Architecture

World’s first unreinforced 3D-printed concrete bridge displayed in Venice

World’s first unreinforced 3D-...
The structure is held together with compression, needing no steel reinforcement or mortar
Striatus is held together with compression, needing no steel reinforcement or mortar
View 11 Images
The structure is held together with compression, needing no steel reinforcement or mortar
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Striatus is held together with compression, needing no steel reinforcement or mortar
The structure will be on display in Venice until November, 2021
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The structure will be on display in Venice until November, 2021
The bridge is a collaboration between ETH Zurich and Zaha Hadid Architects’ Computation and Design Group
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The bridge is a collaboration between ETH Zurich and Zaha Hadid Architects’ Computation and Design Group
The structure has been named Striatus
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The structure has been named Striatus
The bridge can be easily disassembled and moved to a different location
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The bridge can be easily disassembled and moved to a different location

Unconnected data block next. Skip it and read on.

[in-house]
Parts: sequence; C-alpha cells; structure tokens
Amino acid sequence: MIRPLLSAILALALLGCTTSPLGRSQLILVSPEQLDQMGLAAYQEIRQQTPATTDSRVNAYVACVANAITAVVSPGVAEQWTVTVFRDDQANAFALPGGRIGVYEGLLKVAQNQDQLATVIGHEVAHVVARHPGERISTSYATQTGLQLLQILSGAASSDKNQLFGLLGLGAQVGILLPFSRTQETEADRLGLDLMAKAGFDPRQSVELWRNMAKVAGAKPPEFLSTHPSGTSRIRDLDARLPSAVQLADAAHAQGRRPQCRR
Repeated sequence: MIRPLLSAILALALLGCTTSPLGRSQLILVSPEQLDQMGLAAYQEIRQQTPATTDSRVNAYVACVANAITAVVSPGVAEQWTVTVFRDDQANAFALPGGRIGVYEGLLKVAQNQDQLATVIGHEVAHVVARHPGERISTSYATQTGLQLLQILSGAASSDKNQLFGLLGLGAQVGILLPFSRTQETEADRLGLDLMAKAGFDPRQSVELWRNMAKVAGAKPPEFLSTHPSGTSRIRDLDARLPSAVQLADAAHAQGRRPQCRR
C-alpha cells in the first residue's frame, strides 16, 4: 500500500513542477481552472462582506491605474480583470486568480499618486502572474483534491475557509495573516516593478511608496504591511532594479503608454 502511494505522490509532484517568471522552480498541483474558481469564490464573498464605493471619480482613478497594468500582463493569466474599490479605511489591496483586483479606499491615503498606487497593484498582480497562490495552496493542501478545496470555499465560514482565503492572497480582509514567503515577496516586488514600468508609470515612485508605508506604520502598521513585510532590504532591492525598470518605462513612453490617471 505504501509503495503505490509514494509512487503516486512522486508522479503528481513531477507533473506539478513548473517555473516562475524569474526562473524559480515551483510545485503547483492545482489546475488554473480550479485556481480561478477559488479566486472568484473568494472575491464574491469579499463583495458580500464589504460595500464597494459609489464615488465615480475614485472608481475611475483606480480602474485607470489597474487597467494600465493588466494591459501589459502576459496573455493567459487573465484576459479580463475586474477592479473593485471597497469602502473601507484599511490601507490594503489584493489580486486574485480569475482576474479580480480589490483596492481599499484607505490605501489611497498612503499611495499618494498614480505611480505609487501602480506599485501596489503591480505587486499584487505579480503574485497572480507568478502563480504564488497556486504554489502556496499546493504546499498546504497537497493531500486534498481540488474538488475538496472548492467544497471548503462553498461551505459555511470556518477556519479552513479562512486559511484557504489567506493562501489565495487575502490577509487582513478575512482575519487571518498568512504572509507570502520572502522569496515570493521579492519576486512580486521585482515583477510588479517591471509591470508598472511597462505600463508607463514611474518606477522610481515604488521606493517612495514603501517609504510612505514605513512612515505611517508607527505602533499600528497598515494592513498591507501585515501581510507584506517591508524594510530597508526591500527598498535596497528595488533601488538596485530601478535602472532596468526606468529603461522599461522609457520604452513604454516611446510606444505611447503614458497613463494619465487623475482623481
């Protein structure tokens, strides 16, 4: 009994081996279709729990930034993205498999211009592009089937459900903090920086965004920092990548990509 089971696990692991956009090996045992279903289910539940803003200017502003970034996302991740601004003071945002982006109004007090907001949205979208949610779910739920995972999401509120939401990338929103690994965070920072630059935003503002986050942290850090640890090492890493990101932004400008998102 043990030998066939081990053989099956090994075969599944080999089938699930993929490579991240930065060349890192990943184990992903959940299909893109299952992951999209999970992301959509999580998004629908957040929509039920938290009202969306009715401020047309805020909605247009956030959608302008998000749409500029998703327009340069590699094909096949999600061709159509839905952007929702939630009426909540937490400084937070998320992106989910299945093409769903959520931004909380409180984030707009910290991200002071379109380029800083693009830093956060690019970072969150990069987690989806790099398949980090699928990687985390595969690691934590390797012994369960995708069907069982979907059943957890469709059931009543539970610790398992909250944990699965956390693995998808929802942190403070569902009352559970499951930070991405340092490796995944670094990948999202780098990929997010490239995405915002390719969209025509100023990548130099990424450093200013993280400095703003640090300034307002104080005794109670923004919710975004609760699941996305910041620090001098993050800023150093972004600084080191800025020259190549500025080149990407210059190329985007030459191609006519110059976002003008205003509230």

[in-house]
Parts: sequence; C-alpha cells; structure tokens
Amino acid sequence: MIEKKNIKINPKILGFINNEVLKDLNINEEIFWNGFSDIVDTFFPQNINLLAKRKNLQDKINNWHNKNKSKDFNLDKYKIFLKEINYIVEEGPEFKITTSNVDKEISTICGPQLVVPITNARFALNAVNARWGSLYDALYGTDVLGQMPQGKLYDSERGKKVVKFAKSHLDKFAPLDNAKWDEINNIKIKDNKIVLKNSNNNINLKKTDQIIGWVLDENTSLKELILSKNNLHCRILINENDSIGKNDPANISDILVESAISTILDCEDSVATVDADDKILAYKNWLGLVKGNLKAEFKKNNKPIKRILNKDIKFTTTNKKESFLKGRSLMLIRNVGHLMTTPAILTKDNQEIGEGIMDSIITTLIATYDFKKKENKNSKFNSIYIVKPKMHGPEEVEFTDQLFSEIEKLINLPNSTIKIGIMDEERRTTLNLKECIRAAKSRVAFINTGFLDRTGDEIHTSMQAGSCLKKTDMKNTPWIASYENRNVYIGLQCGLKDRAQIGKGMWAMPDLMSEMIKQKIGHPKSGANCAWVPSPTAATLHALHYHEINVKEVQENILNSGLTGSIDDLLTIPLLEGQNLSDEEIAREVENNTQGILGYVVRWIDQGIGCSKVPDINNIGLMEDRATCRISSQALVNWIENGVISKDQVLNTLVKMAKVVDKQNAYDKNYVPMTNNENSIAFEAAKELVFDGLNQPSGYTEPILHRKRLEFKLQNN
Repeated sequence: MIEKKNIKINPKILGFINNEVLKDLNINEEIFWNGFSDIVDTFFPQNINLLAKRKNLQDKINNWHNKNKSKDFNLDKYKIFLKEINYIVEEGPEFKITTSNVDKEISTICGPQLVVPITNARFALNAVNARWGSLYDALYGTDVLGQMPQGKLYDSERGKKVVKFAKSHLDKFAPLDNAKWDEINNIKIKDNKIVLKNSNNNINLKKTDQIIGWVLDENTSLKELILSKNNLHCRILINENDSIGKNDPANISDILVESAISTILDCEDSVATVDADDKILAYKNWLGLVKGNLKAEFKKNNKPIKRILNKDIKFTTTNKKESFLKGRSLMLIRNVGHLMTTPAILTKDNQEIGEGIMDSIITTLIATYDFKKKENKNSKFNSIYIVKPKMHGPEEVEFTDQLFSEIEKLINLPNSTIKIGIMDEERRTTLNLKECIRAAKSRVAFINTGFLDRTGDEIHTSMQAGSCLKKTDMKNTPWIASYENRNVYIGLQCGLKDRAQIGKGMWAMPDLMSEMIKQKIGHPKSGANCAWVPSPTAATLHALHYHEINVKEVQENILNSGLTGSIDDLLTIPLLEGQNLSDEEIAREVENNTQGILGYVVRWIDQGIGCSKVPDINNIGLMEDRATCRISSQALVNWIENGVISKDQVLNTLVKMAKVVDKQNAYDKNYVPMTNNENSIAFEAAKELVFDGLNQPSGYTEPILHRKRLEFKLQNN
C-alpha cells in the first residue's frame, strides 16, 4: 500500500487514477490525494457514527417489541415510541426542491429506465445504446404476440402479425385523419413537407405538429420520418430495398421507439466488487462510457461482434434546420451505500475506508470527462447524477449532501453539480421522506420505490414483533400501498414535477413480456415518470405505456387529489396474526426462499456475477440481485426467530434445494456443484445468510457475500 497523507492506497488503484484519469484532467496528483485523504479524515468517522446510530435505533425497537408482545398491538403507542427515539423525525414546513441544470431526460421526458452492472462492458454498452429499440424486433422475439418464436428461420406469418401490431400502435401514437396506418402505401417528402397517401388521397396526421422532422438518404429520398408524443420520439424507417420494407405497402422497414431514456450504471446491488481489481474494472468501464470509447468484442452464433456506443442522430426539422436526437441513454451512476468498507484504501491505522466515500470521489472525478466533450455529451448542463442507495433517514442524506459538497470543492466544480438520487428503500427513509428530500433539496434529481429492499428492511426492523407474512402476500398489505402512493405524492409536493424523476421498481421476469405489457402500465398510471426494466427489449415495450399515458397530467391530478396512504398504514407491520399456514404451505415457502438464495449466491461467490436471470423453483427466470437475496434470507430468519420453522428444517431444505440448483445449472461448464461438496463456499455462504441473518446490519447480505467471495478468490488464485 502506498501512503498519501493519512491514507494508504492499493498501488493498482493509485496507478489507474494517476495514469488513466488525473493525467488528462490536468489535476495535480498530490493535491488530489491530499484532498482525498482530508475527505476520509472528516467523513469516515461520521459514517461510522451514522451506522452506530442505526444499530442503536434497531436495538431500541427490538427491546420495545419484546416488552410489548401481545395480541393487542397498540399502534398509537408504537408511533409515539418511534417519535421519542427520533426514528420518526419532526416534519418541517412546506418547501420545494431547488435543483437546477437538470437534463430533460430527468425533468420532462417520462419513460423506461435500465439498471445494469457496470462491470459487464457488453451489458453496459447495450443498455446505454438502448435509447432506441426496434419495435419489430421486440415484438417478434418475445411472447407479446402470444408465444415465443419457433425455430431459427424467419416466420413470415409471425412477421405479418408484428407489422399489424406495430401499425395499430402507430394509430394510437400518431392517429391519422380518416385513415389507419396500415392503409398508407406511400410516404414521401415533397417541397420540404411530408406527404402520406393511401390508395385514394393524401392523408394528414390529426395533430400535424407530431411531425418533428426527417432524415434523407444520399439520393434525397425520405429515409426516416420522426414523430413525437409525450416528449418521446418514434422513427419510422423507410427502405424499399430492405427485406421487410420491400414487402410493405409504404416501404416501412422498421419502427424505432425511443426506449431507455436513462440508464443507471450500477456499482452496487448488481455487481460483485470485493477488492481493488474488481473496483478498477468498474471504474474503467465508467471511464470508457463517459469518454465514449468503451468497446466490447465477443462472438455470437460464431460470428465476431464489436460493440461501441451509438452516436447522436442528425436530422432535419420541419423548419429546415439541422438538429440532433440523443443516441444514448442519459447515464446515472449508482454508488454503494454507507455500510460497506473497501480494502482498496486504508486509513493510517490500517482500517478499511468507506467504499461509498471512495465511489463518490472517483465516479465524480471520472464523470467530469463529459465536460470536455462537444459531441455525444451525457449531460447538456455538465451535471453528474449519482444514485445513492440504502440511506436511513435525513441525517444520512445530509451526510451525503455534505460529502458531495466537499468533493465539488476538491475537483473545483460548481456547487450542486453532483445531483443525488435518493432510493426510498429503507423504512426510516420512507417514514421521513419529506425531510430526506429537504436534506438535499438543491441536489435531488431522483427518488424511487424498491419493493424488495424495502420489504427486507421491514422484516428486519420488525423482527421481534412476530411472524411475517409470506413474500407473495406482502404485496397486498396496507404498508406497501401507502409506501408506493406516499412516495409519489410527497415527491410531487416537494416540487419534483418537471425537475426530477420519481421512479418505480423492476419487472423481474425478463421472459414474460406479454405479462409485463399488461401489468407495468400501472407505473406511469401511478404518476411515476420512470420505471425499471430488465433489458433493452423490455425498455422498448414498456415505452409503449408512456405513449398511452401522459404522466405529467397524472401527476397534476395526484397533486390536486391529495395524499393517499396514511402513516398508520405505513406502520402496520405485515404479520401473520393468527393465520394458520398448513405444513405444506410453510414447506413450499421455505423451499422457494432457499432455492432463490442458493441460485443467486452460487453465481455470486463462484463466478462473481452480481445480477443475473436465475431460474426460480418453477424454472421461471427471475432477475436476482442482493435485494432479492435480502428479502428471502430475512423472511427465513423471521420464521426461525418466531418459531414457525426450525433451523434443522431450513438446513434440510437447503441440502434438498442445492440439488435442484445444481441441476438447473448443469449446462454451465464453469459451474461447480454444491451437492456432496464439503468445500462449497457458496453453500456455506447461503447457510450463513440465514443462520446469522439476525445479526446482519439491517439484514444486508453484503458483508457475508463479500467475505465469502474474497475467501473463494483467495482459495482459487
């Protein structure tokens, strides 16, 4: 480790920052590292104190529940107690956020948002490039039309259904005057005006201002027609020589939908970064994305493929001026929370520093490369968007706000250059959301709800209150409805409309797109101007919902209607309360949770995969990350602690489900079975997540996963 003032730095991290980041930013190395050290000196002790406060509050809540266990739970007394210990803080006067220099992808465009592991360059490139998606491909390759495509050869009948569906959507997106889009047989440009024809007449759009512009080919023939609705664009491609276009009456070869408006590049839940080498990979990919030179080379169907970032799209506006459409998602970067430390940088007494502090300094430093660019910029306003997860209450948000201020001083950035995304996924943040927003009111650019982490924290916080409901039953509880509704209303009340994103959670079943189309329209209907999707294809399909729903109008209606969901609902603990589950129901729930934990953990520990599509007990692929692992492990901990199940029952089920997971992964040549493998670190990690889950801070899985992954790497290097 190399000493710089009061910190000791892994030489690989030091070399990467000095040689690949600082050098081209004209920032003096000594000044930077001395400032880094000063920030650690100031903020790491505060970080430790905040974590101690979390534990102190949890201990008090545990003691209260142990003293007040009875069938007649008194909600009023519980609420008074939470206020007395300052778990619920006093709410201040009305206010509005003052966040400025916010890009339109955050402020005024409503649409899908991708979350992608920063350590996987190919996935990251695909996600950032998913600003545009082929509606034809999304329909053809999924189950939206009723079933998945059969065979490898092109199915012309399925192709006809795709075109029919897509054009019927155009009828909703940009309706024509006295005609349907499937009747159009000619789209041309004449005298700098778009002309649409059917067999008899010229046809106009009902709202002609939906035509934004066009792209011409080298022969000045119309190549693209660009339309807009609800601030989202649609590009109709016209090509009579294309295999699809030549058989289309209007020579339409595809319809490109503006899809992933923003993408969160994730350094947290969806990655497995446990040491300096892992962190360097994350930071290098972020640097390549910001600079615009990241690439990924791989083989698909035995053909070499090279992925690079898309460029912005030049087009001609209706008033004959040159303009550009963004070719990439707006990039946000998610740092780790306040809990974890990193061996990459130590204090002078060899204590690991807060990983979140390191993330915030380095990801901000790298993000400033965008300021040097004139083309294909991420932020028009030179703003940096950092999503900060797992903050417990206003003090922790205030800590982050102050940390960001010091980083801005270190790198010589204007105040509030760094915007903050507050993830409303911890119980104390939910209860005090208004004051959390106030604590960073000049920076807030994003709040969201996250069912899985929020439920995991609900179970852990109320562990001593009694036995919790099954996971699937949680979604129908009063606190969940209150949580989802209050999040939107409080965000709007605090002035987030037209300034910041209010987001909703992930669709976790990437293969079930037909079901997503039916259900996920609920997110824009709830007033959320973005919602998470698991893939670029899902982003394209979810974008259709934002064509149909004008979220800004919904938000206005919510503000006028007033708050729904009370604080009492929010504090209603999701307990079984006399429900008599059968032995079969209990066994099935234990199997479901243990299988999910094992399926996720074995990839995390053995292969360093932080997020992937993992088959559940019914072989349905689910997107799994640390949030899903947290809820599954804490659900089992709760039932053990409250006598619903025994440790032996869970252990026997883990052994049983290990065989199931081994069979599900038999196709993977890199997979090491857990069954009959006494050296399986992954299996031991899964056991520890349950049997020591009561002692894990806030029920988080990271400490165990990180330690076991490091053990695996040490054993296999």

The structure is part of the Venice Architecture Biennale
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The structure is part of the Venice Architecture Biennale
“Striatus stands on the shoulders of giants," says one of its designers
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“Striatus stands on the shoulders of giants," says one of its designers
The bridge "revives ancestral techniques of the past"
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The bridge "revives ancestral techniques of the past"
The blocks utilize a novel type of concrete ink produced by a company called Holcim
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The blocks utilize a novel type of concrete ink produced by a company called Holcim
The structure is on display until the end of the year
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The structure is on display until the end of the year
3D printing the concrete blocks
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3D printing the concrete blocks
View gallery - 11 images

A first-of-its-kind 3D-printed concrete bridge has been unveiled in Venice, Italy. The bridge is a demonstration of a new 3D printing method resulting in a structure requiring no mortar or steel reinforcement.

The bridge was developed as part of a collaboration between ETH Zurich and Zaha Hadid Architects’ Computation and Design Group. The unreinforced structure was created by 3D-printing concrete blocks using a novel type of concrete ink produced by a company called Holcim.

3D printing the concrete blocks
3D printing the concrete blocks

“This precise method of 3D concrete printing allows us to combine the principles of traditional vaulted construction with digital concrete fabrication to use material only where it is structurally necessary without producing waste,” explains Philippe Block, a researcher from ETH Zurich.

The bridge "revives ancestral techniques of the past"
The bridge "revives ancestral techniques of the past"

Shajay Bhooshan, from Zaha Hadid Architects, says the project is a fusion of ancient architectural techniques and modern computational design. The entire structure, dubbed Striatus, is held together through compression, with no reinforcements.